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    • United States
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    • November 5, 2018
    ...credited testimony is internally inconsistent, implausible, or contradicted by extrinsic evidence." Id. , citing Blake v. United States , 814 F.3d 851, 854–55 (7th Cir. 2016).Our Fourth Amendment analysis follows the chronology of the investigative chain. We begin with the traffic stop and ......
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    ...only if credited testimony is internally inconsistent, implausible, or contradicted by extrinsic evidence. Blake v. United States, 814 F.3d 851, 854–55 (7th Cir.2016). As the defendant himself pointed out, “unless the trial court has credited testimony that is contrary to the laws of nature......
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    • May 16, 2018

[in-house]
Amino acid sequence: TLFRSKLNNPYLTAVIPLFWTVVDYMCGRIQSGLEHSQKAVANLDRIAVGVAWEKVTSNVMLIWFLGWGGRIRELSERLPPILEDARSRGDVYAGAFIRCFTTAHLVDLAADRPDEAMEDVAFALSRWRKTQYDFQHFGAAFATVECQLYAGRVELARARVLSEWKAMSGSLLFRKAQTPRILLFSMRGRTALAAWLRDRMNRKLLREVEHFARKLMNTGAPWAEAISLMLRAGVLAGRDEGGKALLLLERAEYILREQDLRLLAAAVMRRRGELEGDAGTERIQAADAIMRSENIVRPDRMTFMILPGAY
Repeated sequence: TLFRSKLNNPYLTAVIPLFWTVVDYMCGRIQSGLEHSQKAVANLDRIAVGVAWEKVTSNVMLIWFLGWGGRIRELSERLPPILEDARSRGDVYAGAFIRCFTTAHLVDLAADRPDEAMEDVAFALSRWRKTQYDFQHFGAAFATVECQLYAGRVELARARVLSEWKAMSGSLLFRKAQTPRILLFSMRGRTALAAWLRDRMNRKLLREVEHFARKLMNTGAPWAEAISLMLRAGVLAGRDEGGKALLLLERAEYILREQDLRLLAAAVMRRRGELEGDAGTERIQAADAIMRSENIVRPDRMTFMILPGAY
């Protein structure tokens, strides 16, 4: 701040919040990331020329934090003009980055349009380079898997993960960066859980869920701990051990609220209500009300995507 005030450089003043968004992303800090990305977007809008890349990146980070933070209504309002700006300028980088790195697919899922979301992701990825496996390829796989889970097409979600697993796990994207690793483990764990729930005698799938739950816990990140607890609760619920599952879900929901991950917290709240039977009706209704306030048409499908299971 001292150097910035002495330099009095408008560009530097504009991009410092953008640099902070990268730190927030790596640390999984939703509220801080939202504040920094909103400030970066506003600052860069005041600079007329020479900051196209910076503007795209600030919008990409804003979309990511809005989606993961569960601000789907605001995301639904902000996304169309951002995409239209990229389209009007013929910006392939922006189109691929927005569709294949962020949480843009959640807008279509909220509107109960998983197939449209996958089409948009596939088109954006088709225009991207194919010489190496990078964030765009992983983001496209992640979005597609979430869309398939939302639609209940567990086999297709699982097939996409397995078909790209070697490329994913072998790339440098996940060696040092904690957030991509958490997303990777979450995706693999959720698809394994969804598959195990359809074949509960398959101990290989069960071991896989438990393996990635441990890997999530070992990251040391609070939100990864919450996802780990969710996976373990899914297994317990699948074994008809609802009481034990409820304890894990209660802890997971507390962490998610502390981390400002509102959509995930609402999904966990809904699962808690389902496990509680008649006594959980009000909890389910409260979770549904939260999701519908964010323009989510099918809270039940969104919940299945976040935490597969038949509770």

...court to determine factual question of whether defendant asked his counsel to file a notice of appeal); see also Blake v. United States, 814 F.3d 851, 852-53 (7th Cir. 2016) (affirming district court's finding that Mr. Blake did not ask his attorney to file an appeal after it held an eviden......
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1 books & journal articles
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    • United States
    • Georgetown Law Journal No. 110-Annual Review, August 2022
    • August 1, 2022
    ...would have appealed if defendant had known of deadline and defendant did not claim that defendant was “actually innocent”); Blake v. U.S., 814 F.3d 851, 854-56 (7th Cir. 2016) (counsel’s failure to f‌ile notice of appeal not ineffective assistance because defendant did not present suff‌icie......